I can't say whether or not the pictured outlet design is any better than the plans built cowl flap, which is what I have. By having nice fitting engine baffling really made the biggest difference in cooling, both CHT and oil temperature. In cool or cold OATs my oil temperature struggles to reach 160, so the option to close the flap to me is a benefit. My CHTs are steady at 340 to 350 degrees, and my oil temperature at cruise is 200 on the hottest days, never exceeding 210 degrees. If you purchased your Q2 with either version, it wouldn't be worth it to change it until you know how the climate and type of flying you do affects engine temps.
 I will be hosting the August Zoom meeting, and it will coincide with my annual so it would be a good time for you to see my setup. It's been a lot of trial and error over the 20 years or so that I've been flying my Q2, so hopefully some of the things I've done can save some time for you. I'm going to be going to Enid in September so if you fly in with your Q2, I'd love to see it. Even if you drive to FOD I can remove the cowl and try to help you out. 
Dave D


On Mon, Jun 29, 2020 at 11:27 PM, Joe Hood
<joe.hood@...> wrote:
I see the Citabria uses the same design.

IMG_3018.HEIC

On Mon, Jun 29, 2020 at 6:50 PM Jay Scheevel <jay@...> wrote:

I think that Dave Dugas is your best source on this. His Revmaster has been flying a long time and he seems to cool it adequately.   Dave, you out there?

 

Cheers,

Jay

 

From: main@Q-List.groups.io <main@Q-List.groups.io> On Behalf Of Joe Hood
Sent: Monday, June 29, 2020 3:09 PM
To: main@Q-List.groups.io
Subject: [Q-List] Q2 Revmaster Cooling

 

Q-talk 119 had a cowl mod. Is that the best way to cool a Revmaster?

 

http://www.quickheads.com/index.php?option=com_content&view=article&id=1301:q-talk-119-cowl-mod-increases-cooling-and-mph-for-revmaster-turbo&catid=48&Itemid=101


Jon Finley
 

Joe,

 

The basic premise of efficient engine cooling is to get the air into the cowling, slow it down/increase pressure, get it thru the cooling fins, speed it up/reduce pressure, and get it out of the cowling.  Sounds easy but it isn’t – especially with limited space.  Air wants to move from high pressure to low pressure. So, the cowl exit needs to provide that. The Citabria photo is a classic example of little to no engineering/design – just a big hole with a lip at the front to create low pressure. Probably works fine at 80mph and with no regard to efficiency.  At cruise, air tends to hit the nose of the aircraft at a slightly upward angle.  This means the lowest pressure area (near the firewall) is the top of the cowling and not the bottom.  I experimented top air exits years ago but just didn’t have enough instrumentation.  Most don’t do that because ‘it just isn’t done that way.’  As Dave says, very good baffles are important.  After that, I would focus on the cowling exit – much to be gained there IMO.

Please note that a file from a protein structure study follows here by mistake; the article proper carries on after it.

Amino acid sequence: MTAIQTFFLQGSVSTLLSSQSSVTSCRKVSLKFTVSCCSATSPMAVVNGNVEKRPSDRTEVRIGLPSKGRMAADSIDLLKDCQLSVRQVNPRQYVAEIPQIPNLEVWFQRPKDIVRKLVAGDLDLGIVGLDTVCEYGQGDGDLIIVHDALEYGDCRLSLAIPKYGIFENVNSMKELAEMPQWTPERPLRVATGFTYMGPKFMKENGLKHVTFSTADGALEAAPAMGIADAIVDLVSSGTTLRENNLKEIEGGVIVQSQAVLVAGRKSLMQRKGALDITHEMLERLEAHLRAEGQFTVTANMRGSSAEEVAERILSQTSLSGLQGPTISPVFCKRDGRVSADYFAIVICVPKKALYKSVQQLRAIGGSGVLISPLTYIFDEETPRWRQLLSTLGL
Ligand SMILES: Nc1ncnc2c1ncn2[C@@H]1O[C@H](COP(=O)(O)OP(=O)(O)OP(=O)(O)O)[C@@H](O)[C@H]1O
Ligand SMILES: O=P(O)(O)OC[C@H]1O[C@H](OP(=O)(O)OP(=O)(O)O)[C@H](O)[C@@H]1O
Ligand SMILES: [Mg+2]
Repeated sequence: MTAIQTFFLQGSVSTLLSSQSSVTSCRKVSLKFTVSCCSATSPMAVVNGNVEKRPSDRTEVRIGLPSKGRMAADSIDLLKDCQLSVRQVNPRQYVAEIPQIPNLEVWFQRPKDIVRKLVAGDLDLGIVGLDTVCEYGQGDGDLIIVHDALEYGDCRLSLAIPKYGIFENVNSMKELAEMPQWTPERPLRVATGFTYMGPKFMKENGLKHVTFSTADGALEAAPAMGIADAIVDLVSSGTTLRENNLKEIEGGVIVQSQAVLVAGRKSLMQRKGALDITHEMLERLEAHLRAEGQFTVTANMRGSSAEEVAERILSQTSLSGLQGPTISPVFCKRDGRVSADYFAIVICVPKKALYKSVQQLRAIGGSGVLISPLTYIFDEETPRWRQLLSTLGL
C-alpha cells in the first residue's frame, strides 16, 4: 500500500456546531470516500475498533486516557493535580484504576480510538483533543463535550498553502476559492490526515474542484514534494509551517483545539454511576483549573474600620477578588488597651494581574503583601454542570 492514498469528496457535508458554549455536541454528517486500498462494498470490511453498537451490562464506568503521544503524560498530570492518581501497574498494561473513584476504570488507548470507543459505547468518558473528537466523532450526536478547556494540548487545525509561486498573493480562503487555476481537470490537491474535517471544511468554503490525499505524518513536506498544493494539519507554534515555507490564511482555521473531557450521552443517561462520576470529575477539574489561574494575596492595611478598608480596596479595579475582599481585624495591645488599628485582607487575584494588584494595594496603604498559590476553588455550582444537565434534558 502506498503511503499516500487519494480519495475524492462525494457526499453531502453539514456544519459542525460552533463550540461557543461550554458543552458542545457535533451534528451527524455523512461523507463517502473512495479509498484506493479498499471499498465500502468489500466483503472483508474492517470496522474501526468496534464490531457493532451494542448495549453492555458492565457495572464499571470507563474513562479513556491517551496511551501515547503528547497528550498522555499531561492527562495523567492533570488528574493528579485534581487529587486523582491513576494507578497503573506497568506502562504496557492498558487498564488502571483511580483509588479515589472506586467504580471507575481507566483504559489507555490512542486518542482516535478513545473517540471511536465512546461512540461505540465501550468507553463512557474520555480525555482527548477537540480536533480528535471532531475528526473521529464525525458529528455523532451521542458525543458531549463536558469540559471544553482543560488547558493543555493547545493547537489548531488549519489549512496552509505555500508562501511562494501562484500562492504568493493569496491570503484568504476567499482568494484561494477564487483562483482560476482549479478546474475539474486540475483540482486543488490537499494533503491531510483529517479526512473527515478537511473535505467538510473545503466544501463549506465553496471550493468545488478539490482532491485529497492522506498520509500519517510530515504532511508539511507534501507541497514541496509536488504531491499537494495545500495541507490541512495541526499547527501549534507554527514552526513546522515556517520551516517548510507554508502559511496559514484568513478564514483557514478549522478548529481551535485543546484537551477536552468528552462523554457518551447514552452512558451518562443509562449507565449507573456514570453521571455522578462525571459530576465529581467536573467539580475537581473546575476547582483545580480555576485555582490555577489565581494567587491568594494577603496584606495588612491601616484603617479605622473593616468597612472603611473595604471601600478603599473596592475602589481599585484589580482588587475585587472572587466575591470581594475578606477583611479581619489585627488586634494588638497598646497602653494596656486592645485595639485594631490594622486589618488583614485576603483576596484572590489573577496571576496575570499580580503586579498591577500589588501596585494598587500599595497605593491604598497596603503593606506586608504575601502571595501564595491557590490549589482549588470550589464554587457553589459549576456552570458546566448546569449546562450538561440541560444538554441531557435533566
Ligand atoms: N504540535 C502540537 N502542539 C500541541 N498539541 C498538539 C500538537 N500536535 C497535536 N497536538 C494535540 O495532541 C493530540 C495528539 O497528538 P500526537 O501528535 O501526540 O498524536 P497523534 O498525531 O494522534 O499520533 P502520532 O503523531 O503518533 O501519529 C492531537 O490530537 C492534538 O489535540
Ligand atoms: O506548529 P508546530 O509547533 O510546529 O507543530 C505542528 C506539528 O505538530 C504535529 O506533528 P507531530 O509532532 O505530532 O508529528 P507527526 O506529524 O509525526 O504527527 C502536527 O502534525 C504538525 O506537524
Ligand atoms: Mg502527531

Oh, also… The VW engine was designed to cool something around 30hp with a fan. When extracting 70hp (stock heads), there just aren’t enough cooling fins for all situations.

 

Years ago, most of us had no idea what our engine was doing. We had one cylinder instrumented and assumed all were the same (they aren’t). Instrumentation is cheap these days (e.g. GRT EIS with all four cylinders instrumented) so no need to repeat those omissions (which led to problems).

 

Cowling design (and baffles) has been beat pretty severely by numerous groups – especially the boys doing the racing (check out Sam’s setup while at FOD). I suspect lots of good stuff can be found with a bit of Googling.


Jon Finley
Somewhere in the Southwest flying an RV-4


Michael
 

You may also want to take a look at Mark Langford's website for info on VW heads and his mention in there on plenums. If you do a search on quickheads you can find some similar articles.

http://www.n56ml.com/n891jf/vw/

http://www.n56ml.com/corvair/plenum/
--
-MD
#2827 (still thinking about planning on visualizing how to finish building)